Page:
Guitarist Jimmy Herring and bassist Victor Wooten are like a couple of runaways on a wild adventure. Both are working with respective namesake bands while their primary gigs are on hiatus, and in both cases, Herring and Wooten are using the opportunity to expand their already considerable talents.
The Victor Wooten Band and the Jimmy Herring Band join forces Wednesday night at the Wilbur Theatre in Boston.
Wooten comes armed with not one but two records. “Words and Tones” is a funky, R&B-leaning collection of songs showcasing female singers, a departure from the instrumental work Wooten is best known for as a member of Bela Fleck and the Flecktones. “Sword and Stone” (move those s’s around in the album titles and you get a sense of the wordplay Wooten enjoys on the vocal album) is an instrumental outing, but still not in the vein of a banjo-fueled Flecktones project. Some songs appear on both releases but typically emphasize different textures in their different settings.
Herring, who joined Widespread Panic in 2006 after stints with the Allman Brothers Band, Phil Lesh and Friends, and the Dead, took advantage of a break in Panic’s touring schedule to make “Subject to Change Without Notice” (which does feature a cameo from Bela Fleck on banjo).
Herring is once again going an instrumental route, but unlike his 2008 jazz-rock solo debut, “Lifeboat,” the new album focuses on melody, or songs that the guitarist calls “vocal-ish.”
“I just love Jeff Beck and Derek Trucks, how they can make the guitar behave like a singer. It’s in the phrasings and knowing where to take a breath,” Herring explains from a recent tour stop.
But Herring wasn’t keen on “singing” one kind of song. “Subject to Change Without Notice” is a grab bag with such tunes as the Gypsy jazz number “Red Wing Special,” the lofty, majestic grooves of a song called “Aberdeen,” and inventive covers of the Beatles’ “Within You, Without You,” Jimmy McGriff’s soul-jazz bit “Miss Poopie,” and Mahavishnu Orchestra’s “Hope,” which Herring transforms from its original two-minute mantra into a nearly seven-minute spiritual ascension.
“We didn’t intend to make each song a different style, but the people I worked with, we’ve been playing music together for a long time, and we don’t tend to think about labels,” Herring says. “We’ll just say, ‘Let’s play this,’ and if it’s funky or bluesy, it doesn’t matter. It comes down to whether it’s music we like or music we don’t like.”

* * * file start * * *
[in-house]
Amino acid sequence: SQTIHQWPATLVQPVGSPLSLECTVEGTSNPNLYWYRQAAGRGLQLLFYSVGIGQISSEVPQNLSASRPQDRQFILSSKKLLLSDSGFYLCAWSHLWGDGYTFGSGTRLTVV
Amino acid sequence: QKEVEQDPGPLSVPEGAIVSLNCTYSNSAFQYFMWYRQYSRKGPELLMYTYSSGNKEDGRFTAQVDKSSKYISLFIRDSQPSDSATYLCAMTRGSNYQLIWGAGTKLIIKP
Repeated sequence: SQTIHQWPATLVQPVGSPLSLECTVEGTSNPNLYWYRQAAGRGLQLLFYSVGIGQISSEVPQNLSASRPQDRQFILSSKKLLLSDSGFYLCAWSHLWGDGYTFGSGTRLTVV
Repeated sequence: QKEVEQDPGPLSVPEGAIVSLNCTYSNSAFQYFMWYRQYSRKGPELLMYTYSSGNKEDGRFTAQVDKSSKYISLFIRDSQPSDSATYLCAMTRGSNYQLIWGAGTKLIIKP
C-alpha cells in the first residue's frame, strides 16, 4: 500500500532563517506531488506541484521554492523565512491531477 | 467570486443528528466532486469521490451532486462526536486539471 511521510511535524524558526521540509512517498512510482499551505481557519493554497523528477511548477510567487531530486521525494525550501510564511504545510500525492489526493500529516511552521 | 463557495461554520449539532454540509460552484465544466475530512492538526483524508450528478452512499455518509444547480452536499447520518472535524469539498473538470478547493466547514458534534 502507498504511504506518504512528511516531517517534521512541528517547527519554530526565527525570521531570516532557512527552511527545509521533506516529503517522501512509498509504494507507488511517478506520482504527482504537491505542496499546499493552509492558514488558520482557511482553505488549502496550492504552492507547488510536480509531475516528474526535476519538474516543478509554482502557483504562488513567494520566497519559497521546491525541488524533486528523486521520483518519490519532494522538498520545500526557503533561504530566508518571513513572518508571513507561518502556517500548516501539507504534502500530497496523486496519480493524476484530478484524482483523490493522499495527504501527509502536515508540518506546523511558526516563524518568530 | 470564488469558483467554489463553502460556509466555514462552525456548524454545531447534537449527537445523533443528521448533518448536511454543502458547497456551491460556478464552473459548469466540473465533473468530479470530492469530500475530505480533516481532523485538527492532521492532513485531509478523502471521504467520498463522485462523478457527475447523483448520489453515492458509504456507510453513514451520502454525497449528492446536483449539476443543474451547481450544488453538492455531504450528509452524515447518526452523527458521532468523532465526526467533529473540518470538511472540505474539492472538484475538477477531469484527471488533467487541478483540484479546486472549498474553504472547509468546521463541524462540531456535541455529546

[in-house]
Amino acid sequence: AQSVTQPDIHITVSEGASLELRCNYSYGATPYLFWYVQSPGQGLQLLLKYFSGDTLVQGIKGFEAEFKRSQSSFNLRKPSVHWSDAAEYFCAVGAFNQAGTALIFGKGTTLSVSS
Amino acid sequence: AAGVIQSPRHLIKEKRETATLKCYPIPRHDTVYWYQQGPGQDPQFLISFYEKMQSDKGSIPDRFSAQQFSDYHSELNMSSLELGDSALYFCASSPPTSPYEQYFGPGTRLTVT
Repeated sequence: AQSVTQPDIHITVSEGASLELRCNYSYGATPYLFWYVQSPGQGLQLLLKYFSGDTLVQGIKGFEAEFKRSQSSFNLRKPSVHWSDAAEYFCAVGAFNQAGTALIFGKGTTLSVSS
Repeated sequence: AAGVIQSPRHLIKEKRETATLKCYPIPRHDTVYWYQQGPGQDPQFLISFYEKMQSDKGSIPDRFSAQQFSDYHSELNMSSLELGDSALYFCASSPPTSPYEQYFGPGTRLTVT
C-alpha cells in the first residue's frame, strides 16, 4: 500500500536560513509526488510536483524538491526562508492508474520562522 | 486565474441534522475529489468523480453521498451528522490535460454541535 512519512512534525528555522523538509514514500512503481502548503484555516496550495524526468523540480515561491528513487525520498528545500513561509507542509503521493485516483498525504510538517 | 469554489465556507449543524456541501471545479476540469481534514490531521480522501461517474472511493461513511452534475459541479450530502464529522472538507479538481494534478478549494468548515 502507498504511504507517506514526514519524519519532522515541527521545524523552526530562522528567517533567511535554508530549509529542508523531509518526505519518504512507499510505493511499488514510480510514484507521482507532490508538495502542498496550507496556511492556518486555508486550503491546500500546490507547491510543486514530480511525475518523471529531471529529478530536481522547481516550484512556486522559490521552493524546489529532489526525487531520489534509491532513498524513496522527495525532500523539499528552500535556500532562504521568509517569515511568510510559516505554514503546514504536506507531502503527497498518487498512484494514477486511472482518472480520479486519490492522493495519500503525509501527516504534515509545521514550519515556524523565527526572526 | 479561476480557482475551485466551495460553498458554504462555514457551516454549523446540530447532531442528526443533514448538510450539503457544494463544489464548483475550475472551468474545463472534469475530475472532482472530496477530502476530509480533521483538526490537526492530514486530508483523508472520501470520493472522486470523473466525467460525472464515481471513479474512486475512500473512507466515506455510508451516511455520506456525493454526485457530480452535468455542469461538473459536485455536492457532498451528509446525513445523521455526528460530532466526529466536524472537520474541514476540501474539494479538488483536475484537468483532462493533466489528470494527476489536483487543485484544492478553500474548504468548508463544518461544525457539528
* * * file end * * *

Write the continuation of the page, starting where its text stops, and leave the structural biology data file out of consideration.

Drummer Jeff Sipe, whom Herring worked with in the Aquarium Rescue Unit, bassist Neal Fountain, and keyboard player Matt Slocum join Herring on the road as well as anchor the new album, which features many guests.
Herring, who turned 50 this year, says that no matter how far out he and his bandmates can take a song, it all comes back to the quality of the tune.
“When I was growing up, pop music was the Beatles and Led Zeppelin. Those songs were crafted incredibly well. You couldn’t have a hit back then if the song wasn’t really well crafted,” he says.
Speaking of craft, Herring marvels at Wooten’s work, enthusing about all of the little surprises tucked into the bassist’s songs.
“I was listening to a song of his and heard a slide player, but I couldn’t figure out who it was. When I asked him he said, ‘Me.’ Slide bass. That’s new to me,” Herring says.
Wooten plays all sorts of bass guitars on his new records and on stage. His seven-piece band has four certified bassists. But don’t expect a low-end blowout when the group performs at the Wilbur, as everyone also multi-tasks on different instruments. Wooten himself will also be playing guitars and cello. The musicians even change their instruments mid-song.
That fluidity is also part of Wooten’s two records. On the vocal record, Wooten says he let the various singers come up with a lot of the lyrical content that ended up attached to his melodies and rhythms.
“I enjoy performing with a vocalist and just always liked the sound of female vocals. The voice is the greatest thing to accompany. I was really interested here in letting the singers add their ideas to my melodies,” he explains.
Thus, “Words and Tones” has a poetic quality, ranging from Saundra Williams’s dreamy ode to Brooklyn to Divinity Roxx’s harder-edged gospel on “Say Word.”
The virtuoso instrumentalist gives credit to one of his brothers for sparking the idea of exploring the multiplicity of meanings within words and how the Arthurian legend is symbolic of finding hidden meanings.
“Pulling the sword out of the stone is like pulling meaning out of sounds we utter, and there are so many words and meanings within words themselves. Simplicity is simple city. Musically and naturally are music ally and nature ally,” Wooten says.
And for a short time this fall, two musical progressives who don’t necessarily sound very much alike seem like natural allies on the road.